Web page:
Now I know this is a ‘Interior Design’ blog, but I just couldn’t go passed sharing this local hero. Although not directly related to interiors, the inside of this place is gorgeous.
New to the neighbourhood, it is the amazing Camperdown Commons and Acre Eatery.
Australians have a deep love and fondness for lawn bowls. Every suburb has a bowling club and Camperdown was no different, except that our local bowls club had fallen on hard times and eventually closed for good.
Enter the Canterbury and Hurlstone Park Returned Services League and their partners Pocket City Farms.
After a long administration process with the local council, permission was finally granted to transform the site.
After a lot of soil testing, hard graft and building work, Camperdown Commons was born.
Part of the commons is made up of an urban farm and market garden.
Its aim is to provide community space where visitors can come and volunteer and learn about growing food organically with a view to taking that knowledge and trying it at home. The ethos is all about sustainability and a back to basics approach to growing and eating your own food. Locals in the area can also try the produce via a farm stall.
The other part of the Commons is given over to the fine art of eating and drinking. A small coffee shop (Container Coffee) at the entrance to the farm provide passers-by with the all-important hit of caffine. Whilst the main building houses Acre Eatery.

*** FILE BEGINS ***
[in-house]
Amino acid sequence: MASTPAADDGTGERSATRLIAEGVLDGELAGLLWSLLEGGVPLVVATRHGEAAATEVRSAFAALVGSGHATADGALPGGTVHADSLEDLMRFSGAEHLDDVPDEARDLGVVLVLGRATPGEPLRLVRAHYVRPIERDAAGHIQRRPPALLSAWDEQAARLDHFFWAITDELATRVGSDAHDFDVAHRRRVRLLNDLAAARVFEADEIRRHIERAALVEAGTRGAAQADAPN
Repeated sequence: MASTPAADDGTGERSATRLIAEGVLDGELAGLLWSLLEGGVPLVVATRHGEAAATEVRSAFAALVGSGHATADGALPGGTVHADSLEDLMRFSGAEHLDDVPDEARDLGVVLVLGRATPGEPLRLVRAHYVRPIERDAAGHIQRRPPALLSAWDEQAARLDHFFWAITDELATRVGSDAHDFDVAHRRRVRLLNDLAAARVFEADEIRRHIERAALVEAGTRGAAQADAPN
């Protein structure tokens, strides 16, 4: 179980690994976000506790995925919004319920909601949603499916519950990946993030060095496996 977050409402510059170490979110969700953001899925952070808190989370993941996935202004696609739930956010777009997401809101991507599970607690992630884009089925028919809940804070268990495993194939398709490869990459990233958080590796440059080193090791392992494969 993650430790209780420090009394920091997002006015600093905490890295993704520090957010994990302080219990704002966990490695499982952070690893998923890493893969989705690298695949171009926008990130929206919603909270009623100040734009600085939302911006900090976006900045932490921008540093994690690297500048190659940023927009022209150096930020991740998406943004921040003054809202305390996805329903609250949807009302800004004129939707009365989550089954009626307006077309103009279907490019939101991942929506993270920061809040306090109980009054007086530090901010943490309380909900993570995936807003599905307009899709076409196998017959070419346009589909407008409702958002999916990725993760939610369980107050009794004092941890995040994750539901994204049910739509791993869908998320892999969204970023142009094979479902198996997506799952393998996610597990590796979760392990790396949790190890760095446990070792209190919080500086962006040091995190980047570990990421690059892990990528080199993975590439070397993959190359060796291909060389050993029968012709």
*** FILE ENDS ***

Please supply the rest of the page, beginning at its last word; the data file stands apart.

The Acre Eatery runs a seasonal menu which is governed by what is harvested from the grounds. The kitchen offers casual eating on the terrace and a slightly more formal setting inside. The Bar area is open later into the evening with an extensive wine and cocktail list and partnerships with a few of the local microbreweries (Wayward, Young Henry’s). There is a bar menu is you get a bit peckish between Rivermint Rickeys or Earl Grey Bees Knees, yum!!!
The architecture of the eatery is timber framed and barn like in its design. And the interiors have a modern rustic look. Timber feature heavily in this space, the smell of freshly sawn wood is still strong in the air, at last for now. Large windows with views over the farm, let light flood in and can be opened up to let breeze blow through on the hotter days.
The colour palette is pretty neutral so as not to over shadow the natural beauty of the timber. The furniture is a mixture of slimline contemporary and modern rustic with large tables reminisent of farmhouse kitchen tables for large gatherings.
The Fella and I just had to try this place. So we popped down for a spot of lunch. The food was rustic and great and the space is amazing. But my advice book if you can or get here early as this place filled up fast.
Potted Salmon and Cauliflower Fritti to start.
For mains we went for Charred Wagyu rump cap, garden béarnaise, pickled mushroom and the Bitter leaf, pear and blue cheese risotto.
Overall this project is a welcome addition to my little suburb, and being the first of its kind, a bit of a groundbreaker too. I hope I get to enjoy it long into the future.